A recap of Thursday’s stories in brief: Syria’s violence continues to strike children; governments must do more for human rights in business; poor health in Europe’s prisons; rights experts’ concern over Irish ISIL bride and her child in Turkey; Fishing workers face huge risks at sea.
UNICEF spotlights continuing vulnerability of Syria’s children
Violence in Syria continues to kill and maim civilians, with reports that at least 12 people were killed in missiles strikes in the northwest and dozens more wounded, including children.
And at least 10 children have died in the northeast, with another 28 maimed since 9 October, following the Turkish military incursion into Kurdish-held Syrian territory, UNICEF’s Syria representative, Fran Equiza, told journalists in Geneva.
In 2018, the UN confirmed 1,106 children dead, linked to fighting in the nearly-nine-year war - the highest number of children killed in a single year since the onset of fighting.
More in our full story here.
Governments ‘failing’ to tackle business-related rights abuses
Governments “are simply not doing enough” when it comes to implementing protection measures that guard people against business-related human rights abuses, a UN working group of independent experts warned on Thursday ahead of the largest global gathering on business and human rights, kicking off next week.
It is the “duty, not an option” of governments “to protect people against business-related harms”, including labour abuse, trafficking, environmental pollution and attacks against human rights defenders, the experts said.
Holes in policy reflect weak government leadership at national, regional and global levels, and are a threat to the human rights and dignity of workers, said the experts.
From 25 to 27 November, 2,500 participants will gather in Geneva for the Forum on Business and Human Rights, to discuss national, international, mandatory and voluntary steps that can be taken.
Stark disparity in overall prisoner health versus persons walking free, new study shows
WHO’s status report on prison health, collected data on the health conditions of people in prison and prison health systems from 39 countries, and demonstrated “an enormous difference” in the wellbeing of people incarcerated, versus those on the outside.
“A prison sentence takes away a person’s liberty; it should not also take away their health and their right to health”, WHO’s Dr. Bente Mikkelsen, who specializes in noncommunicable diseases, stressed in the statement.
UN experts urge Turkey to repatriate Irish woman associated with terror group
Turkey must ensure that an Irish woman and her infant daughter who are being held in custody there are repatriated, independent UN experts said in a statement released on Thursday. The woman, Lisa Smith, has been described in press reports as a supporter of the ISIL terror group, and former member of the Irish military.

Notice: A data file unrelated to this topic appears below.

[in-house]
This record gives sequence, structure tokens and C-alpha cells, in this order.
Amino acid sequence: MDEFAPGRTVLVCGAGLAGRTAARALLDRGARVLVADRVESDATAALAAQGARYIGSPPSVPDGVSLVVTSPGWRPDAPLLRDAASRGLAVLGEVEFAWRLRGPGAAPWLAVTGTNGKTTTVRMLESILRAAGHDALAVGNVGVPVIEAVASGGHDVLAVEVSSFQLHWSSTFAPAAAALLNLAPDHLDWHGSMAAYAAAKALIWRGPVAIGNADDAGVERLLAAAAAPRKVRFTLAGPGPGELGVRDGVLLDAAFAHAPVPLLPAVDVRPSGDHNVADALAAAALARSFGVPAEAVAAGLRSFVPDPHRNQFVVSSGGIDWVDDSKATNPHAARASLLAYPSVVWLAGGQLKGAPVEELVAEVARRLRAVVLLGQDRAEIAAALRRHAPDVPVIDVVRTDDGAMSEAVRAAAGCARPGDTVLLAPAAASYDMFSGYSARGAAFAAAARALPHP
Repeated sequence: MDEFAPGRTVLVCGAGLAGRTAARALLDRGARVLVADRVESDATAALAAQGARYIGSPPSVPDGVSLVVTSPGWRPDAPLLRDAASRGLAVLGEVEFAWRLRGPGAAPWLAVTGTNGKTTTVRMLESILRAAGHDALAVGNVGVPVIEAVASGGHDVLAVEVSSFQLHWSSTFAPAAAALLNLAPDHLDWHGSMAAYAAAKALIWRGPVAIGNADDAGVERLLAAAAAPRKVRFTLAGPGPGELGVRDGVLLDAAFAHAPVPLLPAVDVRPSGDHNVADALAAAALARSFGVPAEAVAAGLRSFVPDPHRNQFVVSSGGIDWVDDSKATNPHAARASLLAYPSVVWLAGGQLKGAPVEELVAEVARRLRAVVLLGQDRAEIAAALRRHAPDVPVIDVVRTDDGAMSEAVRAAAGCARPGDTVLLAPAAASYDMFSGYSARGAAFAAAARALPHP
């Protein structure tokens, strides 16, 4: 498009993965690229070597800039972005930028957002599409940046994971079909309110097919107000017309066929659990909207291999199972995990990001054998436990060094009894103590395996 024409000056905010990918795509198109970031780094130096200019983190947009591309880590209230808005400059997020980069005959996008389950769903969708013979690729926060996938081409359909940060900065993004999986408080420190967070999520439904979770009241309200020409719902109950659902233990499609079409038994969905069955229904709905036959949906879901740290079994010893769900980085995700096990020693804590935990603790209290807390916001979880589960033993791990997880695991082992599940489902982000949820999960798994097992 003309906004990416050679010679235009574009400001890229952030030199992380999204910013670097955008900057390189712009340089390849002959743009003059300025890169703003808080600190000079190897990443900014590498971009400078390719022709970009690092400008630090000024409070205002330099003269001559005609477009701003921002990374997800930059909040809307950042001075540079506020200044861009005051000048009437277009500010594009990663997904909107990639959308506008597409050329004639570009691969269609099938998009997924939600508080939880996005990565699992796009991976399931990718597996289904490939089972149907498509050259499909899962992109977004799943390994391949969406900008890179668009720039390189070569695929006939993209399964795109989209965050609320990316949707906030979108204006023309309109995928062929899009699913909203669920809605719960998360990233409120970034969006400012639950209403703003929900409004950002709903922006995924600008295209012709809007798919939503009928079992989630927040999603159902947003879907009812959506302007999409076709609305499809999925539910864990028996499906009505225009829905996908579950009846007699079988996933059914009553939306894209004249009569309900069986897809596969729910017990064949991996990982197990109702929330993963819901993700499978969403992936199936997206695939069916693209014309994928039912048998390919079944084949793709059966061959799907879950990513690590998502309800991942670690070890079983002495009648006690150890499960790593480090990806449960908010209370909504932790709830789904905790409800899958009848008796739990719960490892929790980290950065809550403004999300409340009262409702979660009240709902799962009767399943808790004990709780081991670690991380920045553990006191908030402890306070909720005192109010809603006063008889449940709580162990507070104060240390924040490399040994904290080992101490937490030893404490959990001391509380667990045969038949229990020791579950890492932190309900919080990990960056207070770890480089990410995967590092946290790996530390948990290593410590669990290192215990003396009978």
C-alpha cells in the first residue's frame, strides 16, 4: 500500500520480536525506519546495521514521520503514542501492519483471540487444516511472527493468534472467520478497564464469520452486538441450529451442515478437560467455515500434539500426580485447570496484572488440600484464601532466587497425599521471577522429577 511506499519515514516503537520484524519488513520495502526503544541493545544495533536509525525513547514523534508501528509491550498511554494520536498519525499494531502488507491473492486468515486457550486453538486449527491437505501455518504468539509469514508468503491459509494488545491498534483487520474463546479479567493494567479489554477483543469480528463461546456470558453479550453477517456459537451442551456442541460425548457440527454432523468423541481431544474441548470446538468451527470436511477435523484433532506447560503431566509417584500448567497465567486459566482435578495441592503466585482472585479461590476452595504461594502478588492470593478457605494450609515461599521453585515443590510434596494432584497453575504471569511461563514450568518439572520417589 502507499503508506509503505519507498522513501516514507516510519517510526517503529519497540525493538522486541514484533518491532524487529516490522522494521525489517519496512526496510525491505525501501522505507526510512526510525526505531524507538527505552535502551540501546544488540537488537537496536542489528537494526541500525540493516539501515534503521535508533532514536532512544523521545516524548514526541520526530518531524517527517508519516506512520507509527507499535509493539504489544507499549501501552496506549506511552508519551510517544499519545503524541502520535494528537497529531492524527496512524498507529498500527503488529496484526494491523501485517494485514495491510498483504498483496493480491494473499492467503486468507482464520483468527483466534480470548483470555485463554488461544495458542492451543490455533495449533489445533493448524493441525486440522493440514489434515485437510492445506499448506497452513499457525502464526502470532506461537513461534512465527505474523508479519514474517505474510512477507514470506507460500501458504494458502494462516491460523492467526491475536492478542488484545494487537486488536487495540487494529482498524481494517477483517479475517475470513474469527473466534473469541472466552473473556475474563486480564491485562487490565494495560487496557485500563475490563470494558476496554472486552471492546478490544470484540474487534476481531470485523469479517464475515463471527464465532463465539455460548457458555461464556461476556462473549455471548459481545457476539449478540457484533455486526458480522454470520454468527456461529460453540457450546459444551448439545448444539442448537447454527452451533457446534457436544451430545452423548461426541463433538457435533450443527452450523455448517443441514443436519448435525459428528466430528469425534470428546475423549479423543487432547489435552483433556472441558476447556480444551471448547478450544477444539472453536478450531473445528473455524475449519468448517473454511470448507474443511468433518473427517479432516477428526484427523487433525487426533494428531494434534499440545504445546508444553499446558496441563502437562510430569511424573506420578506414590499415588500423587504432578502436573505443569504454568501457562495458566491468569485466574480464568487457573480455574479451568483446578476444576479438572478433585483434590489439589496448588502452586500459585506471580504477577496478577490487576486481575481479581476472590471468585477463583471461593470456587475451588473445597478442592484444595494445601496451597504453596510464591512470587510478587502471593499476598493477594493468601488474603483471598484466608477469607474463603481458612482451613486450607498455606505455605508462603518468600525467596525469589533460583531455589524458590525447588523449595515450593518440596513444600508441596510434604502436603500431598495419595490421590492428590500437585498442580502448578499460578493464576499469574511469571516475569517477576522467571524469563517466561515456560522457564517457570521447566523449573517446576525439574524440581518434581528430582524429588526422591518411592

Ms. Smith and her child were transferred to Turkish custody following the bombing of a camp housing thousands of people, including suspected family members of ISIL extremists northeast Syria, and her exact whereabouts are currently unknown.
The UN experts expressed concern about the vulnerability of the infant, and that Ms. Smith may be facing ill-treatment in custody.
Our coverage is here.
Deadly work: The illegal, irregular and unregulated fishing industry
There is a clear link between an unregulated seafood industry, and fishers’ safety, now ranked as the second deadliest profession in the world; and more must be done to ensure the safety of men and women dependent on this type of labour as the market expands with a growing population, the UN said on Thursday.
“Every hour fishers die doing their job - not just men, women too”, Maria Helena Samedo, chief for Climate and Natural Resources at the Food and Agriculture Organization (FAO), explained at a major conference organized by the agency in Rome, coinciding with World Fisheries Day on 21 November.
“Human rights violations and unacceptable practices at different stages of the value chain are increasing in fisheries and aquaculture”, she added.
Currently, 33 percent of marine stocks are fished at unsustainable levels, triple the rate recorded 40 years ago, with demand on the rise as the population grows. One in ten people presently depend on fishing to make a living for their families.
Here's our coverage.
Listen to or download our audio News in Brief for 21 November on SoundCloud: